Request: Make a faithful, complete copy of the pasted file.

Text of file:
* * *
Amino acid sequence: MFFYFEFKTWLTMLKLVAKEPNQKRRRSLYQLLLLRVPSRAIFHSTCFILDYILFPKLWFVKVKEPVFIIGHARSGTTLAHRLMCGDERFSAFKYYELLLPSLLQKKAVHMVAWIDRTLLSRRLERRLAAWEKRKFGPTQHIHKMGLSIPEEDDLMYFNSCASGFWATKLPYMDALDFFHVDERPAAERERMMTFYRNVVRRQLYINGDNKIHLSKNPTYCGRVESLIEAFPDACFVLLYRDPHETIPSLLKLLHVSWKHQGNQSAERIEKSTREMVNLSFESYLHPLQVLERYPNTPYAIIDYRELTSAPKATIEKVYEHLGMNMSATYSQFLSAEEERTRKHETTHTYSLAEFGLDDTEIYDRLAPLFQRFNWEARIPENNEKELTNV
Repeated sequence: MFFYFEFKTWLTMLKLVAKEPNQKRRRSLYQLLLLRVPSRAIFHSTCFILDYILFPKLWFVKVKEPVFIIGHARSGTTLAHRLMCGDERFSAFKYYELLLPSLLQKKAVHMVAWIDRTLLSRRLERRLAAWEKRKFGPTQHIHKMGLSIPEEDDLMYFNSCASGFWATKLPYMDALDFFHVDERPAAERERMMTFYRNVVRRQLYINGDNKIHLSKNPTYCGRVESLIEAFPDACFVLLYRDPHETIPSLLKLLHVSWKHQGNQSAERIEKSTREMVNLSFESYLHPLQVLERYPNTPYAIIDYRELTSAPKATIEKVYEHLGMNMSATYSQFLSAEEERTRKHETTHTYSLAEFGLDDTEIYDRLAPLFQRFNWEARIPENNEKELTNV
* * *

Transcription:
Amino acid sequence: MFFYFEFKTWLTMLKLVAKEPNQKRRRSLYQLLLLRVPSRAIFHSTCFILDYILFPKLWFVKVKEPVFIIGHARSGTTLAHRLMCGDERFSAFKYYELLLPSLLQKKAVHMVAWIDRTLLSRRLERRLAAWEKRKFGPTQHIHKMGLSIPEEDDLMYFNSCASGFWATKLPYMDALDFFHVDERPAAERERMMTFYRNVVRRQLYINGDNKIHLSKNPTYCGRVESLIEAFPDACFVLLYRDPHETIPSLLKLLHVSWKHQGNQSAERIEKSTREMVNLSFESYLHPLQVLERYPNTPYAIIDYRELTSAPKATIEKVYEHLGMNMSATYSQFLSAEEERTRKHETTHTYSLAEFGLDDTEIYDRLAPLFQRFNWEARIPENNEKELTNV
Repeated sequence: MFFYFEFKTWLTMLKLVAKEPNQKRRRSLYQLLLLRVPSRAIFHSTCFILDYILFPKLWFVKVKEPVFIIGHARSGTTLAHRLMCGDERFSAFKYYELLLPSLLQKKAVHMVAWIDRTLLSRRLERRLAAWEKRKFGPTQHIHKMGLSIPEEDDLMYFNSCASGFWATKLPYMDALDFFHVDERPAAERERMMTFYRNVVRRQLYINGDNKIHLSKNPTYCGRVESLIEAFPDACFVLLYRDPHETIPSLLKLLHVSWKHQGNQSAERIEKSTREMVNLSFESYLHPLQVLERYPNTPYAIIDYRELTSAPKATIEKVYEHLGMNMSATYSQFLSAEEERTRKHETTHTYSLAEFGLDDTEIYDRLAPLFQRFNWEARIPENNEKELTNV